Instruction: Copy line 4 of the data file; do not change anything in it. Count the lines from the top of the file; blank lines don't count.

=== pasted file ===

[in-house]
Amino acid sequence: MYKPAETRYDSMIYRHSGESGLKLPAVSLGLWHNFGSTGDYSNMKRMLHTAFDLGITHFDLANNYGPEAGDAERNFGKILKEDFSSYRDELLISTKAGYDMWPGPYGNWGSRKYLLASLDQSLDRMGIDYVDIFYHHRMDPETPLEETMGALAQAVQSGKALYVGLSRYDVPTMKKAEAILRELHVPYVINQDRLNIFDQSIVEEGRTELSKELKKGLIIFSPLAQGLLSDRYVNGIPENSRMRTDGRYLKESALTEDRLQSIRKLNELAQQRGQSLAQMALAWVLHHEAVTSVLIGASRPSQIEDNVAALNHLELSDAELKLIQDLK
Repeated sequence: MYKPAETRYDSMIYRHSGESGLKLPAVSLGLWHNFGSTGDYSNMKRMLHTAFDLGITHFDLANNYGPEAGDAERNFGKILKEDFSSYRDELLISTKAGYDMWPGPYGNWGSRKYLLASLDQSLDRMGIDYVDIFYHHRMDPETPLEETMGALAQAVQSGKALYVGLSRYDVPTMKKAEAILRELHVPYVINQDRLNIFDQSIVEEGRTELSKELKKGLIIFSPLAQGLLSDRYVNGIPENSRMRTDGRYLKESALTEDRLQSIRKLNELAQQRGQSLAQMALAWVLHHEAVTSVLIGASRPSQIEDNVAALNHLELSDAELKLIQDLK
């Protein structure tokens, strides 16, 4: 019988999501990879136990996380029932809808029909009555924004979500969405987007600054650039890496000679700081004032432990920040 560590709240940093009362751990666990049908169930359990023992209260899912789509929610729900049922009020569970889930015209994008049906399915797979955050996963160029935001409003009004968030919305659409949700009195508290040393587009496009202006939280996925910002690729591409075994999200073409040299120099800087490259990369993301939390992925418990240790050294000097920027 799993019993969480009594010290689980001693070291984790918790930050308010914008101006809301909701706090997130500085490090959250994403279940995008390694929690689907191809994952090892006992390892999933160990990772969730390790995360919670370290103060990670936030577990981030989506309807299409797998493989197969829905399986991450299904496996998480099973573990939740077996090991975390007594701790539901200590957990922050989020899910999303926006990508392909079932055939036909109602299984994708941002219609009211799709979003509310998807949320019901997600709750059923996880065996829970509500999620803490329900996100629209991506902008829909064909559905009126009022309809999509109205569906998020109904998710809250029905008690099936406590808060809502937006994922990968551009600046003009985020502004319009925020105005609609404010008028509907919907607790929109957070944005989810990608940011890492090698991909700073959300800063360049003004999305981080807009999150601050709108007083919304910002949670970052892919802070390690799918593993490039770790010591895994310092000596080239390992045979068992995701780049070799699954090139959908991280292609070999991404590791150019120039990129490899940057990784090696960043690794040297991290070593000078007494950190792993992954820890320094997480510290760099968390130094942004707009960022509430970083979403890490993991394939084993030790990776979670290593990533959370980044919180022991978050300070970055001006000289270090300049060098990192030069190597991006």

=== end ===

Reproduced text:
């Protein structure tokens, strides 16, 4: 019988999501990879136990996380029932809808029909009555924004979500969405987007600054650039890496000679700081004032432990920040 560590709240940093009362751990666990049908169930359990023992209260899912789509929610729900049922009020569970889930015209994008049906399915797979955050996963160029935001409003009004968030919305659409949700009195508290040393587009496009202006939280996925910002690729591409075994999200073409040299120099800087490259990369993301939390992925418990240790050294000097920027 799993019993969480009594010290689980001693070291984790918790930050308010914008101006809301909701706090997130500085490090959250994403279940995008390694929690689907191809994952090892006992390892999933160990990772969730390790995360919670370290103060990670936030577990981030989506309807299409797998493989197969829905399986991450299904496996998480099973573990939740077996090991975390007594701790539901200590957990922050989020899910999303926006990508392909079932055939036909109602299984994708941002219609009211799709979003509310998807949320019901997600709750059923996880065996829970509500999620803490329900996100629209991506902008829909064909559905009126009022309809999509109205569906998020109904998710809250029905008690099936406590808060809502937006994922990968551009600046003009985020502004319009925020105005609609404010008028509907919907607790929109957070944005989810990608940011890492090698991909700073959300800063360049003004999305981080807009999150601050709108007083919304910002949670970052892919802070390690799918593993490039770790010591895994310092000596080239390992045979068992995701780049070799699954090139959908991280292609070999991404590791150019120039990129490899940057990784090696960043690794040297991290070593000078007494950190792993992954820890320094997480510290760099968390130094942004707009960022509430970083979403890490993991394939084993030790990776979670290593990533959370980044919180022991978050300070970055001006000289270090300049060098990192030069190597991006």